Congresswoman Rashida Tlaib. She and several others are leading one wing of the protests. Maybe they’re leading from behind the scenes, but they are leading nevertheless.

The other wing focuses on the immediate aim of  “ceasefire now” and tends to support the “two state solution”. There seems to be quite a few of the politicized NGO’s in this wing, maybe most prominently Jewish Voices for Peace. Behind this wing, really in the shadows, lies the “progressive” Democratic representatives such as Rashida Tlaib, Cori Bush, Summer Lee and others. A recent article in the NY Times detailed how some of these Democrats are now in line to face primary challenges from more mainstream and pro-Israel candidates. Right on time, an email from Rashida Tlaib for Congress was sent out calling for “ceasefire now” in Gaza, urging people to attend protests near them and, most important, joining a conference call on Sunday. And what was the subject matter of the conference call? Organizing electoral support for Tlaib, Bush, et al!

All protest movements must recede after a time. This was true for the most massive of recent years – the Arab Spring. It was true of other mass movements in the United States, such as the George Floyd protests, in which Wikipedia estimates up to 26 million participated. The question is what will be left as this tide recedes?

Single issue campaigns
Both wings of the movement have in common that they are single issue campaigns. It’s true that sometimes they might raise something like “money for schools, not for war”, but that’s just a cover. What’s necessary is to start with the question of how some sort of qualitative change in US politics can be developed. The more moderate wing, which is led by groups like Jewish Voices for Peace, doesn’t want such a discussion because their plan is to channel everything because they oppose any serious change. As the tide recedes – or even before it does – this wing intends to channel what is left into campaigning for “progressive” Democrats.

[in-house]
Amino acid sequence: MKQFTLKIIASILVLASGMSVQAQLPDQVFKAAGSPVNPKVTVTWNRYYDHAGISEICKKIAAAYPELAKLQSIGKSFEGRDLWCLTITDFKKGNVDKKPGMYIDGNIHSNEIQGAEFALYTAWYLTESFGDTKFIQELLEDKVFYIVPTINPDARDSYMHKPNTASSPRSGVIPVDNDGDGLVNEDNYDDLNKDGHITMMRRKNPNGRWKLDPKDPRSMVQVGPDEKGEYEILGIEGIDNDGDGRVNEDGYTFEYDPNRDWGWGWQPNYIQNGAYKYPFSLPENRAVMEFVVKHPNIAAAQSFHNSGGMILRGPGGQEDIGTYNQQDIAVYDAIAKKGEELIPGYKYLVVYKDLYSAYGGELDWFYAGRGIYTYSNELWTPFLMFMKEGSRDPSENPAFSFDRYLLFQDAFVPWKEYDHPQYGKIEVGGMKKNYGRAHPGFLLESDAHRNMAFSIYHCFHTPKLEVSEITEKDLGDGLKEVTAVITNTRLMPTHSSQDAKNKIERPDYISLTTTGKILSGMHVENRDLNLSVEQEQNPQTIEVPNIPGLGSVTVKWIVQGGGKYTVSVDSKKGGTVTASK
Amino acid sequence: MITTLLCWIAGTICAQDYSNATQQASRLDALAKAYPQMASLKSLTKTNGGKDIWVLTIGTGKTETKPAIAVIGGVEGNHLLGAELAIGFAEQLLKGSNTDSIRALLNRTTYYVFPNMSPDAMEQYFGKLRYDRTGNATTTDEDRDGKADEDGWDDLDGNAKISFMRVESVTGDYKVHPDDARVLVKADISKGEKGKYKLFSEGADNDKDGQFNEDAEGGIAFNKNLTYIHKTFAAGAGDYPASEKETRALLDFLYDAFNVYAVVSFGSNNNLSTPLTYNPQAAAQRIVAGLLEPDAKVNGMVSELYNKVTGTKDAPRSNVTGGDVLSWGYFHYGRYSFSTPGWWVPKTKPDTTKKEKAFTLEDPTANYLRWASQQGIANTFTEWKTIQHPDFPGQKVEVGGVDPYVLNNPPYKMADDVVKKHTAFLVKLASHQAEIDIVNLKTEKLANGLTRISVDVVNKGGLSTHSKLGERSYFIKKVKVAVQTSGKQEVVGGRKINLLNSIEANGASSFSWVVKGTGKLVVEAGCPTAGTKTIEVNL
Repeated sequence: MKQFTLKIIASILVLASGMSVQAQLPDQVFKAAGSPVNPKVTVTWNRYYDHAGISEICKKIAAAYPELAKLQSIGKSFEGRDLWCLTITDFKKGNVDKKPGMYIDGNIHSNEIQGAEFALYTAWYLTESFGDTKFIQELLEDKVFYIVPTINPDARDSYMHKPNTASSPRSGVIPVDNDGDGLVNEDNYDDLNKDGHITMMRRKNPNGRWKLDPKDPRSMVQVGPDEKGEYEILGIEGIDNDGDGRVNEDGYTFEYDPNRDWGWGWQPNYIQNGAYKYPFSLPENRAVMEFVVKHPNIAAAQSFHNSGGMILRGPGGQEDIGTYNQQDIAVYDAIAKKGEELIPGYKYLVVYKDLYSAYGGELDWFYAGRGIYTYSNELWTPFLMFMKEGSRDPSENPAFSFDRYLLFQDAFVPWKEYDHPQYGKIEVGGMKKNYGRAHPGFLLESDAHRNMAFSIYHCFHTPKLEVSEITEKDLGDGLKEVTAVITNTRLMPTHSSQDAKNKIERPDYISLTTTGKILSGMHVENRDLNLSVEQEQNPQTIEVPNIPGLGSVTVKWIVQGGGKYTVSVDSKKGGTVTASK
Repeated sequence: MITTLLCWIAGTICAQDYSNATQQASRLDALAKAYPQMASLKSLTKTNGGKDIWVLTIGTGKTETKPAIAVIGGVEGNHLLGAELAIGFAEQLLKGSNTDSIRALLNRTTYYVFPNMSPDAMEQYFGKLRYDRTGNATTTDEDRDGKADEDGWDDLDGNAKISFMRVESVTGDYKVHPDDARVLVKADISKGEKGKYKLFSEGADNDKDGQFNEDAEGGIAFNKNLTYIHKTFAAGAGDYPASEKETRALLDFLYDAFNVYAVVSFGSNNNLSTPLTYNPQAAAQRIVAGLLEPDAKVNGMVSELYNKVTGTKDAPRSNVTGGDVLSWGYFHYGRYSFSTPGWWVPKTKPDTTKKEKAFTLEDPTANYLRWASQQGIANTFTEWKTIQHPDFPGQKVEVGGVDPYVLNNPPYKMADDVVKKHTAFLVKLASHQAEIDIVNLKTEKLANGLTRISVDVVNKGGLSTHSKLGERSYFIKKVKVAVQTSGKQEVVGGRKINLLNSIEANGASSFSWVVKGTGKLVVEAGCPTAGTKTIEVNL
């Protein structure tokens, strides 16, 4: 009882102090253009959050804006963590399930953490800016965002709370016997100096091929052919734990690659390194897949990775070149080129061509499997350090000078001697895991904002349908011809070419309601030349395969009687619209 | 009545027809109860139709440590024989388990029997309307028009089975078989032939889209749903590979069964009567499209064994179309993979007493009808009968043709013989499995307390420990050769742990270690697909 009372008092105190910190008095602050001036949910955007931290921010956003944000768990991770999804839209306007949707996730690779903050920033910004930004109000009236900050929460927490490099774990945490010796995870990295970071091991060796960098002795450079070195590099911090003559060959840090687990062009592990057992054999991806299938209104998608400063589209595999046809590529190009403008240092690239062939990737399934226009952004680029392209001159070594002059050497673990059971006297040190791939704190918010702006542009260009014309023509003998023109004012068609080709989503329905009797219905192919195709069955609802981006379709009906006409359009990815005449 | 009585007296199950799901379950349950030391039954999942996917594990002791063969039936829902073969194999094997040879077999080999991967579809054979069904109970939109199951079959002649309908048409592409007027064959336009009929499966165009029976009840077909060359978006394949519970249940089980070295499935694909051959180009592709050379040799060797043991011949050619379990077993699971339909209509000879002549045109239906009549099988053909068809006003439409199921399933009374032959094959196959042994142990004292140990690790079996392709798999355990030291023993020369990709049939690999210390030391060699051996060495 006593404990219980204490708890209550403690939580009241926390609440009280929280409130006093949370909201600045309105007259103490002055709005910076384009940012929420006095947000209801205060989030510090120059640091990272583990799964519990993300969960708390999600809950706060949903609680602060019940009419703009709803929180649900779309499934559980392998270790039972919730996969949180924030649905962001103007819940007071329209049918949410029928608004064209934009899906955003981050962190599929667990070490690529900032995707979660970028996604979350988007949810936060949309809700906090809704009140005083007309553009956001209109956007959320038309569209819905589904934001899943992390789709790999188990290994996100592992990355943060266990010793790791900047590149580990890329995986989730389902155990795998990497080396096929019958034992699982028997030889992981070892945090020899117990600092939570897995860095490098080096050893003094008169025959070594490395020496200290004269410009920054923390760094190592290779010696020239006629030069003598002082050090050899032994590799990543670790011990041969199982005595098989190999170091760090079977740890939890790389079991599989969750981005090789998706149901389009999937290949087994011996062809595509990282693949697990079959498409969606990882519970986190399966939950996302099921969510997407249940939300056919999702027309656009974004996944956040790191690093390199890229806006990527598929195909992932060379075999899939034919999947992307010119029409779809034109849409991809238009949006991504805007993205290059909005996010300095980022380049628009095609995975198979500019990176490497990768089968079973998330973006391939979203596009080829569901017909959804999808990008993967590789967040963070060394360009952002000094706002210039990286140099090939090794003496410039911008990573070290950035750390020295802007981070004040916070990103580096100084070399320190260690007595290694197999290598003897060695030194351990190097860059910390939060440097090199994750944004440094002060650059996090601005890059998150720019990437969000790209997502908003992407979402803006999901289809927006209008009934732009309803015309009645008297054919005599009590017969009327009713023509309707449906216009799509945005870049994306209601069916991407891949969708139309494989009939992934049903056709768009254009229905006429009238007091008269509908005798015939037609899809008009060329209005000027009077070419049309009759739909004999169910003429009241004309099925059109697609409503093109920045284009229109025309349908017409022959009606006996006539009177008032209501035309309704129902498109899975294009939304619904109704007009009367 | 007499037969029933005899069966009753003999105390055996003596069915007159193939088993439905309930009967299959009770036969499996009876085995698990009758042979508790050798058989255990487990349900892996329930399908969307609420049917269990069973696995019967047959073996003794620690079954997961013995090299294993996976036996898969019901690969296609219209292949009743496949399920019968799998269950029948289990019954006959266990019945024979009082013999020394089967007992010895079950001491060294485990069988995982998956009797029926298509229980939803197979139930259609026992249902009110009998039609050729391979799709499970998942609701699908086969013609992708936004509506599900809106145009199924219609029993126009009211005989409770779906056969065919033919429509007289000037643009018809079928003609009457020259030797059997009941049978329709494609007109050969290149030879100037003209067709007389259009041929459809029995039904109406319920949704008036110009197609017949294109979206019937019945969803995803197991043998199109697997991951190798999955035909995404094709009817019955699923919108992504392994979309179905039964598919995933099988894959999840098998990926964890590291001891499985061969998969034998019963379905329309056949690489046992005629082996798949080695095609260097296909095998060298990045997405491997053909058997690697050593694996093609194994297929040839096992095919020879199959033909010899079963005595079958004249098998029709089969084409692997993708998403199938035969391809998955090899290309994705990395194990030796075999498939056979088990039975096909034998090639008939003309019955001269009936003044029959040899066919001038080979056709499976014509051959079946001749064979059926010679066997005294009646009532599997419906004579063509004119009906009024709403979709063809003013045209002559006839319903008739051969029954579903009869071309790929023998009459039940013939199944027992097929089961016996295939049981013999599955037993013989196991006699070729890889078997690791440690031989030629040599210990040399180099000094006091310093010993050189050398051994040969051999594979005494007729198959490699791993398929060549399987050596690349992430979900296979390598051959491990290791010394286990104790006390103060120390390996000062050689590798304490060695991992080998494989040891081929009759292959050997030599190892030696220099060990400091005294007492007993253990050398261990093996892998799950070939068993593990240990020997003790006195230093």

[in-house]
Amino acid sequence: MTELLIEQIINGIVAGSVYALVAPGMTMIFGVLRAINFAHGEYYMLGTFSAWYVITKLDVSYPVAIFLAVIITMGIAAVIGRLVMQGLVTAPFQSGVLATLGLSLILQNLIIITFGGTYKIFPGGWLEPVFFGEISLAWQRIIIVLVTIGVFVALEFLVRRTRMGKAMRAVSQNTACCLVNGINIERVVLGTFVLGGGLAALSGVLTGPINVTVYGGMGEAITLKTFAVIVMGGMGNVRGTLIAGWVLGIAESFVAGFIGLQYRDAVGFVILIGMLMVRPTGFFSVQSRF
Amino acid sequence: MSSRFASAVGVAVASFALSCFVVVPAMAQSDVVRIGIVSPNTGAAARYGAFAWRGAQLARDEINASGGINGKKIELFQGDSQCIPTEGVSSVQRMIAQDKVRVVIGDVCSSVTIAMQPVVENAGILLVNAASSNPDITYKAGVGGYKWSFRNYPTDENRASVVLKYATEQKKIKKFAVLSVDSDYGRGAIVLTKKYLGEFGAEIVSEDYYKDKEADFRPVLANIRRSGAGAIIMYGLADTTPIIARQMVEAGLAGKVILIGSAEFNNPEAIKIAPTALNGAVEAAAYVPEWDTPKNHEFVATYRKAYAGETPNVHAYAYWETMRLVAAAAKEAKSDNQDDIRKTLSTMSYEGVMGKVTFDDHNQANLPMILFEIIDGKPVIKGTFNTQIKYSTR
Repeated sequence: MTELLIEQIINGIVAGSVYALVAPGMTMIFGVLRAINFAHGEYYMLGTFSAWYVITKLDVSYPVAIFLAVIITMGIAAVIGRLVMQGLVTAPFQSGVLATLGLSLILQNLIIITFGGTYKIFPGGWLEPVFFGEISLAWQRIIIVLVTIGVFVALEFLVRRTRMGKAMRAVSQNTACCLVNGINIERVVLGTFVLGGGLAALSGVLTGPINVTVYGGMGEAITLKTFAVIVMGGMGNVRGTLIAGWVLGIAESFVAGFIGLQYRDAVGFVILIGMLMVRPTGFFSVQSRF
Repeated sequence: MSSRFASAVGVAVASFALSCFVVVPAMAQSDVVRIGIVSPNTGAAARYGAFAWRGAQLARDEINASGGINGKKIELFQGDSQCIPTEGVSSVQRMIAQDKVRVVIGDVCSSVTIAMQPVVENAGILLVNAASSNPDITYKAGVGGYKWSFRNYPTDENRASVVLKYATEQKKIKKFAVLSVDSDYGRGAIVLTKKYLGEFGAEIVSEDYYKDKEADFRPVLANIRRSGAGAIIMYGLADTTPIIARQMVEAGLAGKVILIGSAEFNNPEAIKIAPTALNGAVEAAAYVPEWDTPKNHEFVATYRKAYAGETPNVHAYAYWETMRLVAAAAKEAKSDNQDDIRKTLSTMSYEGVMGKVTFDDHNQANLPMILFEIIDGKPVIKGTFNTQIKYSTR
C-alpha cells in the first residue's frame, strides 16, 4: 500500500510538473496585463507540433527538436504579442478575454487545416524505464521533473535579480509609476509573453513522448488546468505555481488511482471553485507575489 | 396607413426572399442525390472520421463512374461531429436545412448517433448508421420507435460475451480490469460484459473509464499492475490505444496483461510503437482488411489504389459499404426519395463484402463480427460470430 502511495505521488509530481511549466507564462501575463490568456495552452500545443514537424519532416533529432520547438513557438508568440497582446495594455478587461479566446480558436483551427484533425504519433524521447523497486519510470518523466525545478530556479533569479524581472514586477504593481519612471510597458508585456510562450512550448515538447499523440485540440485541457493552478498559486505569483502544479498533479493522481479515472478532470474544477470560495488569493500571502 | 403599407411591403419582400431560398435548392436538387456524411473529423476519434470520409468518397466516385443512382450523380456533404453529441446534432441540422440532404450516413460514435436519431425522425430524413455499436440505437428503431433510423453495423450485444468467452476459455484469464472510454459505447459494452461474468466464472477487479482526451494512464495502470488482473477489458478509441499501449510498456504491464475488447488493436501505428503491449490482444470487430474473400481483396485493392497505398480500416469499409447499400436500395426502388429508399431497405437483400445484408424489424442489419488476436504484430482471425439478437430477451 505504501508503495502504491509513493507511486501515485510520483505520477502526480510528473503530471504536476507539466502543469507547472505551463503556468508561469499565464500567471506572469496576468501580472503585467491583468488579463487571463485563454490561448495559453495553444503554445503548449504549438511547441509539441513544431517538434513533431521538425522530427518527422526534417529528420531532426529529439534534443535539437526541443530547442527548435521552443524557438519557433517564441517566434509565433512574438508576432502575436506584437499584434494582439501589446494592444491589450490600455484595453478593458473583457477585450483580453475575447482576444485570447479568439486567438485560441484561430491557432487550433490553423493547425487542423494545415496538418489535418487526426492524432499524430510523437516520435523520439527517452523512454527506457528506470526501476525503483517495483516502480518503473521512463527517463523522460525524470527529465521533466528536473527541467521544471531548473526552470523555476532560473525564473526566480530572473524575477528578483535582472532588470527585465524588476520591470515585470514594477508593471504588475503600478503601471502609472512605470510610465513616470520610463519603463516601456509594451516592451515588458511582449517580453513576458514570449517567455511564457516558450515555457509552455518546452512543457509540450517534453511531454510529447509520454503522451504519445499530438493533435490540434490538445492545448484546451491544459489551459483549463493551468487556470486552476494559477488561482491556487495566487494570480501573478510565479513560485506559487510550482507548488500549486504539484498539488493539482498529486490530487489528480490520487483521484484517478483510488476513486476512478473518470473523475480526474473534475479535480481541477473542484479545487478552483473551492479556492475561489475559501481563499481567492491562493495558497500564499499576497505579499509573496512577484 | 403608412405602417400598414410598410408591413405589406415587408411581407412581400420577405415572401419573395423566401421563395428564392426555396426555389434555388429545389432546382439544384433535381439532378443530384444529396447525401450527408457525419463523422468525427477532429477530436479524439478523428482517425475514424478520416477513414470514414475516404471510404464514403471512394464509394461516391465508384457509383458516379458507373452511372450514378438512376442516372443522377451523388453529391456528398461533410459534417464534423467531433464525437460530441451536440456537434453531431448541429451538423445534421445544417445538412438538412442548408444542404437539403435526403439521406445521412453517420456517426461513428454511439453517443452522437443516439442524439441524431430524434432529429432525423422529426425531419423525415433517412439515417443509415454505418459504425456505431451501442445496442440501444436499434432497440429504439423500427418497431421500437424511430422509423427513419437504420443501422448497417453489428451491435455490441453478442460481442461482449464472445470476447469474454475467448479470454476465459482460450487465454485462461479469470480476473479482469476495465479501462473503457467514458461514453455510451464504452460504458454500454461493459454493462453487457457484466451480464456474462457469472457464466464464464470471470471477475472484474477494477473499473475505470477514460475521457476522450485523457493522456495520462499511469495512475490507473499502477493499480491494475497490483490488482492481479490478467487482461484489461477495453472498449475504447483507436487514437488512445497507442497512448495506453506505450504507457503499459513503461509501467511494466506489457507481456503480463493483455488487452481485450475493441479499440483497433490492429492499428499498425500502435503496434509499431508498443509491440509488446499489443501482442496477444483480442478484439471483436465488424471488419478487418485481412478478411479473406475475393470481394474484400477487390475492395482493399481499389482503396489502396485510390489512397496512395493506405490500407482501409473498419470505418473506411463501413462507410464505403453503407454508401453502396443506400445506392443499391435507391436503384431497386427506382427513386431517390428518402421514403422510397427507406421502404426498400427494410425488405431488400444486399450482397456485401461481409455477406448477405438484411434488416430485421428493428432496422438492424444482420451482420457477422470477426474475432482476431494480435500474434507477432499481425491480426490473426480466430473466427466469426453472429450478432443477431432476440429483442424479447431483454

Unfortunately, the radical youth wing ignores such issues, starting with its accepting the single issue approach. Exhibit Number One in this approach is ignoring other imperialist invasions and occupations, the Russian invasion and occupation of Ukraine first and foremost. In fact, it may be positive that this is ignored because many – if not most – in this wing actually apologize for and therefore defend that invasion and occupation. While opposing US and Israeli imperialism, they defend Russian imperialism!

A more serious approach to politics, including world politics, is necessary if the movement hopes to build any real, organized base within the US working class. And without such a base, when this protest movement recedes little or nothing will be left. A more serious approach must include discussions on issues like:

  • What is Zionism and how and why did it develop?
  • What is the history of the Palestinian resistance to Zionism, including the history of both Hamas and the Palestine Authority?
  • What is the history of the Arab Spring and can a new similar movement, one that is more clearly class-based, arise? How is that related to the Palestinian struggle?
  • Can the entire crisis of the Palestinians be resolved on the basis of capitalism and if not how can a socialist movement develop?

There are also some questions regarding the development of the movement itself. These include:

  • What lessons can be learned from the protest movement of the past, ranging from the movement against the Vietnam War to the George Floyd protests?
  • What role does the U.S. labor movement play and why?

And last, and really fundamental:

  • What is the role of the Democratic Party and what are the alternatives to being sucked into them?

On this basis, the movement against Israel’s genocidal attacks on Gaza can start to develop a real working class base and can avoid the fate of so many similar movements of the past.